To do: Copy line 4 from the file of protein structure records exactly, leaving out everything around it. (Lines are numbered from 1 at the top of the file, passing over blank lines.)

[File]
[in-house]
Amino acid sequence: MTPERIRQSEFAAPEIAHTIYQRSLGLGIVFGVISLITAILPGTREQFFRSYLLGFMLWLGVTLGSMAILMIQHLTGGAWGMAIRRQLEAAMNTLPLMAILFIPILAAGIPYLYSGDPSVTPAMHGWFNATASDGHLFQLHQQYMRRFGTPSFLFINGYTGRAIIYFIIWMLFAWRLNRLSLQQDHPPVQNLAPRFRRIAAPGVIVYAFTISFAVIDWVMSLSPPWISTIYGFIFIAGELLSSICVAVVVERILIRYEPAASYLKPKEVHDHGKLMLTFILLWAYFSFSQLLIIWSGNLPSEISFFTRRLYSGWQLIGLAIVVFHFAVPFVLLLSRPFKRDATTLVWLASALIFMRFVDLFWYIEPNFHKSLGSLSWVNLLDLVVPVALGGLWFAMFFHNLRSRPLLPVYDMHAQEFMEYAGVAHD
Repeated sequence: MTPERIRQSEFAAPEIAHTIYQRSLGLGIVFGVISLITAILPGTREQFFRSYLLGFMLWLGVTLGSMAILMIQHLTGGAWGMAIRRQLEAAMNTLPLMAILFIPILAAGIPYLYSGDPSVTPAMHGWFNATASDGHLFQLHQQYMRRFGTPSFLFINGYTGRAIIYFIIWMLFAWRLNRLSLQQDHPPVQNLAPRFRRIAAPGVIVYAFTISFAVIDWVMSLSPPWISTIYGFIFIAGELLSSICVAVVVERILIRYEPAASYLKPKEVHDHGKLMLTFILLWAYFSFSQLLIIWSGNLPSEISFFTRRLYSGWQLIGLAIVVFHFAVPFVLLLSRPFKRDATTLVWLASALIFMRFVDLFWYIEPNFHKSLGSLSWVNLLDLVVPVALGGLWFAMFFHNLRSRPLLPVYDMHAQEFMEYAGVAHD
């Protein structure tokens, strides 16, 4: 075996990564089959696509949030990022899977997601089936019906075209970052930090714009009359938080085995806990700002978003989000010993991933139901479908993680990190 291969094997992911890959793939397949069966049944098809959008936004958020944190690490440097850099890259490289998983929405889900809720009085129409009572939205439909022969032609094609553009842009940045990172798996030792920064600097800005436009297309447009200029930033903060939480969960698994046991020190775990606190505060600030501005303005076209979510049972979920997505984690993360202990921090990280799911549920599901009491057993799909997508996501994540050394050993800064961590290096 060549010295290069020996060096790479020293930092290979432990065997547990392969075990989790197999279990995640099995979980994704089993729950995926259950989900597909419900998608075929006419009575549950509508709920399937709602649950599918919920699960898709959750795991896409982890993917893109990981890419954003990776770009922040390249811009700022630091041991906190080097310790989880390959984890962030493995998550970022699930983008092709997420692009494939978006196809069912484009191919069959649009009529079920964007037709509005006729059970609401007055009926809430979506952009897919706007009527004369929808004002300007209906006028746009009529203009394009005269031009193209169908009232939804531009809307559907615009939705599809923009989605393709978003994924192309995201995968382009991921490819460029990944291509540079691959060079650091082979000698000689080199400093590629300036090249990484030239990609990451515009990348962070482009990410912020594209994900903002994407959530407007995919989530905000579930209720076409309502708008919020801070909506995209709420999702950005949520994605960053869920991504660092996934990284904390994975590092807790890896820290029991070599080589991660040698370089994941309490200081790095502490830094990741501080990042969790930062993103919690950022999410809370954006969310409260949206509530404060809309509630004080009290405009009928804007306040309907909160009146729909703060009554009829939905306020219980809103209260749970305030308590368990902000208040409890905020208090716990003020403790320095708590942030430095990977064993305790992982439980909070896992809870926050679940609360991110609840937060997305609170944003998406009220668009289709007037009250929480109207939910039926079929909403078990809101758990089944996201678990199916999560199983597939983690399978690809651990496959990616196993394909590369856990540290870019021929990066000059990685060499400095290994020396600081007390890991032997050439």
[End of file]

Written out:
């Protein structure tokens, strides 16, 4: 075996990564089959696509949030990022899977997601089936019906075209970052930090714009009359938080085995806990700002978003989000010993991933139901479908993680990190 291969094997992911890959793939397949069966049944098809959008936004958020944190690490440097850099890259490289998983929405889900809720009085129409009572939205439909022969032609094609553009842009940045990172798996030792920064600097800005436009297309447009200029930033903060939480969960698994046991020190775990606190505060600030501005303005076209979510049972979920997505984690993360202990921090990280799911549920599901009491057993799909997508996501994540050394050993800064961590290096 060549010295290069020996060096790479020293930092290979432990065997547990392969075990989790197999279990995640099995979980994704089993729950995926259950989900597909419900998608075929006419009575549950509508709920399937709602649950599918919920699960898709959750795991896409982890993917893109990981890419954003990776770009922040390249811009700022630091041991906190080097310790989880390959984890962030493995998550970022699930983008092709997420692009494939978006196809069912484009191919069959649009009529079920964007037709509005006729059970609401007055009926809430979506952009897919706007009527004369929808004002300007209906006028746009009529203009394009005269031009193209169908009232939804531009809307559907615009939705599809923009989605393709978003994924192309995201995968382009991921490819460029990944291509540079691959060079650091082979000698000689080199400093590629300036090249990484030239990609990451515009990348962070482009990410912020594209994900903002994407959530407007995919989530905000579930209720076409309502708008919020801070909506995209709420999702950005949520994605960053869920991504660092996934990284904390994975590092807790890896820290029991070599080589991660040698370089994941309490200081790095502490830094990741501080990042969790930062993103919690950022999410809370954006969310409260949206509530404060809309509630004080009290405009009928804007306040309907909160009146729909703060009554009829939905306020219980809103209260749970305030308590368990902000208040409890905020208090716990003020403790320095708590942030430095990977064993305790992982439980909070896992809870926050679940609360991110609840937060997305609170944003998406009220668009289709007037009250929480109207939910039926079929909403078990809101758990089944996201678990199916999560199983597939983690399978690809651990496959990616196993394909590369856990540290870019021929990066000059990685060499400095290994020396600081007390890991032997050439």